- Posted using BlogPress from my iPhone

Sunday, May 13, 2012

To My Dear Alyssa, on Mother's Day

Dear Alyssa,

Someday you'll read this letter on your very first Mother's Day. I can't predict what will happen twenty, thirty years from now, but I know in my heart that I will be proud of you no matter what; and that you will always be my baby, my baby bee, my Alyssa-bee. I know, I'm a sentimental marshmallow. You've known this for years. But today, I can imagine how many different emotions are running through you as you hold your own little bundle of joy. I can't tell you how to be a mother to your baby, but I can tell you that as long as you have love in your heart - and you have so much - your baby will know this and your baby will thrive.

Three years ago today
In all my life, I have never done and will never do anything as significant as being your Mom. The moment you came into my life I was forever changed. I am many things - there is not just one me. But of all the things I am, the one I'm most proud of is being a mother. All daughters and mothers I think have interesting relationships. There's such a strong bond between mothers and daughters, that sometimes it puts them at odds with each other. I remember going through a phase with your grandmother when I was much younger - I was determined that no matter what, I would never be like her. As I grew older, hopefully wiser, I realized there was so much about your grandmother I admired. As a young mother to you, my goal every day is to be half as good of a mom to you, as your grandmother is to me.

You are amazing, Alyssa. You teach me new things every day. You are my biggest responsibility and it is an honor to have that distinction. Someday, on your first Mother's Day, I think you'll read this letter and know exactly how much I love being your Mom.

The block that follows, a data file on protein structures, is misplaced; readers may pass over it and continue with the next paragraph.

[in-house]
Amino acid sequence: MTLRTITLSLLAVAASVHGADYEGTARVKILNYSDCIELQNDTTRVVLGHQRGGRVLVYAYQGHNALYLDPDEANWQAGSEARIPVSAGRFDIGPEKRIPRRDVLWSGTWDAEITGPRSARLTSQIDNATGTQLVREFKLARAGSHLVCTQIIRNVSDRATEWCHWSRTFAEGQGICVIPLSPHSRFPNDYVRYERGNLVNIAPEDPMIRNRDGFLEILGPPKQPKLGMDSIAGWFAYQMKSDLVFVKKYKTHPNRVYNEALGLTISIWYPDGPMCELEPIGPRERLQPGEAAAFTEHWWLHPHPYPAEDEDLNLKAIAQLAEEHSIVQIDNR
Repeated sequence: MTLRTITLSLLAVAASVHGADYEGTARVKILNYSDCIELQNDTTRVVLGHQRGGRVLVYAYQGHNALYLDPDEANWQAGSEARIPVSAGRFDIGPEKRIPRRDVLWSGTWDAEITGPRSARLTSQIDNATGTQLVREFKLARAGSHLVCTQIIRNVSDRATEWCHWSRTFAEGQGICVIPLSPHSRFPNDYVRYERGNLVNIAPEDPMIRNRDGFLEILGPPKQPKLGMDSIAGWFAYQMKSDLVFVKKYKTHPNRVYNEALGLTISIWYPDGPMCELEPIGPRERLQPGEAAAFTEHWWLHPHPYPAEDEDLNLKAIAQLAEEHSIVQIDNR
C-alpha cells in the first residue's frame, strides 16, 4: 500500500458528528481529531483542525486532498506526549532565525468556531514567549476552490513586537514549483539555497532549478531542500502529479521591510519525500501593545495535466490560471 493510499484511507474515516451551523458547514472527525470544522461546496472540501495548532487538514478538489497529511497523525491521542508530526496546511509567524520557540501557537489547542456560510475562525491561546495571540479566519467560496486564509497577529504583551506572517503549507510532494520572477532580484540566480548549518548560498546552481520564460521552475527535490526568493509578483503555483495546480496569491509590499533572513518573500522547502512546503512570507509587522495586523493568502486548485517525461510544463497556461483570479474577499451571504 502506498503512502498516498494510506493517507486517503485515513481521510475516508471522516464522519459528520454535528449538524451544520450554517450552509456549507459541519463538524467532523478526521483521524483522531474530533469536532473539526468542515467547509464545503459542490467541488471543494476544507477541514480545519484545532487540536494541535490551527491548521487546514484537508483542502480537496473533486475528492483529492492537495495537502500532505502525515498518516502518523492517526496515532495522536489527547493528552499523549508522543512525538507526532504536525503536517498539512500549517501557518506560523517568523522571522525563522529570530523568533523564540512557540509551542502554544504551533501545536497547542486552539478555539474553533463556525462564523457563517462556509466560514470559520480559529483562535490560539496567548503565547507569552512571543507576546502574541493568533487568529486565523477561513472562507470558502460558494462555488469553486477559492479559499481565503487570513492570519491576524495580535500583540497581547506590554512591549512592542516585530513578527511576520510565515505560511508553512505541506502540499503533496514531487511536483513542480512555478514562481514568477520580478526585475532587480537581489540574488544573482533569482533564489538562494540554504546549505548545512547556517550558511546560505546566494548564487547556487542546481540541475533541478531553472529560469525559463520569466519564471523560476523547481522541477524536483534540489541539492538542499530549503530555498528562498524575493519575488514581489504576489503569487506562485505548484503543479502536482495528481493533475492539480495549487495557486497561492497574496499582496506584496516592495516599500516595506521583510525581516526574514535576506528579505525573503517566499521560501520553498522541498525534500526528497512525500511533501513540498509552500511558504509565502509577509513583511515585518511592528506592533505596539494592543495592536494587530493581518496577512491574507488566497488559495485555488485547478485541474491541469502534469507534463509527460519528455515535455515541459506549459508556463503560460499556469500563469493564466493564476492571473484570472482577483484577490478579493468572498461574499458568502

With so much love,

Monday, March 5, 2012

Mirror Mirror

The memory is so clear to me: hot tears streaming down red cheeks, nose all runny and congested, screaming and kicking, the feeling that no one in the world understood why it was absolutely imperative that socks not be worn today of all days. Nobody understands me! I remember feeling that way once upon a time long ago. My Mom was the enemy and life, as I knew it, was horrible... for that moment, at least.

On Saturday, that's exactly the same emotion I saw in Alyssa's eyes. "No! No! No socks! No socks!" Clock ticking; Wiggleworms class was starting in 15 minutes; we lived 20 minutes away; shoes and coat and hat still lying in a pile at my feet; there was no way we would make it in time. "No! No! No socks! No socks!" It was the end of the world. 9:55, 9:56, 9:57... class starts at 10am. My heart sank. I start to think, it's OK to miss a class. We'll just make it up next week - twice. Yeah, maybe not. I can feel the defiance rising. Mine, not hers. "I don't like this sock anymore! I don't like this sock anymore!" I think I'm about to explode, but I manage to take a deep breath.

Somewhere, a light bulb goes off. I hold out my arms to the little one standing in the corner, face all red, eyes wet with tears, nose drippy with "snozzies." I hear myself say, "Come here, baby, it's OK." And just like that, it's over. Alyssa comes running to me, so hard and fast that she knocks the wind out of me. That's OK, too. She's not crying anymore. She's also forgotten why she started crying in the first place. I soothe her and wipe the tears away. I talk to her in a low, slow, soothing voice. "We're going to see Ann Marie. We're going to play with the instruments, and see your friend Jasmine, and catch bubbles!" She's nodding her head now, looking at me with the biggest brown eyes I've ever seen. "So let's get going, OK? We've got to blow our nose, fix our piggy-tails, and put our (deep breath) socks on." Nothing but a silent nod. Life is good and I feel like I've come full circle from long ago.

Mommy's brown eyed girl

Alyssa's P.S.